Both machine learning, which is often used in AI, and annealing machines, which perform combinatorial optimization, are computers that perform difficult processing on behalf of humans. What are the differences between the two? Actually, there is a crucial difference. While machine learning infers the optimal choice from accumulated experience, an annealing machine makes the optimal combinatorial choice in the current situation based on a set of defined rules.
What AI can do is learn from past data and infer situations from that data. For example, what kind of processing would take place if we were to use AI to create work shifts? Based on the data accumulated in the past, the AI would infer this kind of work style would be better for person A, and that kind of work style would be better for person B, and then decide on the shifts.
When you need to consider various patterns, you need the AI to use the appropriate historical data to learn.
In contrast, what an annealing machine can do is to determine the optimal combination of parameters to the given situation. For example, it will create a shift that is considered optimal for person A, who has these wishes, and person B, who has those wishes, as well as the work rules and circumstances at that workplace.
Everything that needs to be considered should be defined.
As noted above, annealing needs to consider all the conditions and constraints that should be there and define them as cost functions or constraints. AI does not need to define conditions and constraints, but it does need to learn all the situations it wants to consider.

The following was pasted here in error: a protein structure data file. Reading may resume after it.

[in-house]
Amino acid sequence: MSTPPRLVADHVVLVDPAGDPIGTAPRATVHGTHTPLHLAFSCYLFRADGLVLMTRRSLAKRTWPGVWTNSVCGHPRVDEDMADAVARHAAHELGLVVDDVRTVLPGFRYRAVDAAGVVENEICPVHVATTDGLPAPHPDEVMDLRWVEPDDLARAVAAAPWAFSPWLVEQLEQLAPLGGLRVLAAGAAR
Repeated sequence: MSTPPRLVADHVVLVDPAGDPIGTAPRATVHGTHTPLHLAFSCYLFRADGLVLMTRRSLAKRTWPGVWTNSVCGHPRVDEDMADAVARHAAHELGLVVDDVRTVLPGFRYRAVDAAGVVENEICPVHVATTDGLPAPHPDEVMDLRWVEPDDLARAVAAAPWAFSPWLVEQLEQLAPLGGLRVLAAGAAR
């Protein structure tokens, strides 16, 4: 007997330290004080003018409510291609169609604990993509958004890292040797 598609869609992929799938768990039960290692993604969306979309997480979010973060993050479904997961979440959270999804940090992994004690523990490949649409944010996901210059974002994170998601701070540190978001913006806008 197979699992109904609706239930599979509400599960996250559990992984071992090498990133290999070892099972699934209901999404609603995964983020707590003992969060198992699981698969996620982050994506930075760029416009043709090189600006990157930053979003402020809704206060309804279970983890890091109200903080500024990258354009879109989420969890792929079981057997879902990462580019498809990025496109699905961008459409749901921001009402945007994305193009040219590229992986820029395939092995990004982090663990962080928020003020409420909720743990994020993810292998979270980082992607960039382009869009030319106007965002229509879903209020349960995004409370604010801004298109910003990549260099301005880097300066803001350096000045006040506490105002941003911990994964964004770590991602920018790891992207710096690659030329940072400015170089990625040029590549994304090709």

For example, suppose you need to create a shift for someone who has never taken paid vacation on a Tuesday before. With an annealing machine, you can create a shift by defining that the person will take paid vacation pay on Tuesdays, and it will take that into account. In contrast, an AI cannot learn to put a person on a shift with paid vacation on a Tuesday that the person has no experience with, so adjustments and innovations are required.
Let us assume that we need to set up a shift; it is possible to know empirically how many people are needed at any given time, so you can use AI to predict the number of staff needed. On the other hand, you can use an annealing machine to create shifts which consider the precisely defined individual circumstances of the workers.
By combining AI and annealing machines, it is possible to create shifts with each person's preferences in accordance with the expectations of how many people should work based on previous experience.
As described above, there are significant differences between AI and annealing machines. By understanding the differences, they can be effective when used in combination.
Combinatorial optimization will be explained by using two easy-to-understand examples of familiar combinatorial optimization problems. The importance of finding and using fast solution methods for combinatorial optimization processes in an IoT society will also be discussed.
In the wake of the COVID-19 epidemic, we present a use case in which an annealing machine is used to create shifts for researchers under constraints that take into account the risk of infection.
This article presents a use case in which an annealing machine is used to formulate a reinsurance portfolio that leverages the vast amount of data held by an insurance company to address natural catastrophe risks.
For beginners, this article explains the procedures and key points of the process of solving optimization problems with an annealing machine. The process involves dividing the problem into four stages: "organizing problem and defining problem," "formulation," "input data preparation," and "executing CMOS annealing machine".
This article provides an easy-to-understand explanation of the mathematical assumptions you need to understand, focusing on "quadratic" and "discrete," which are some of the characteristics of the problems that annealing machines excel at solving.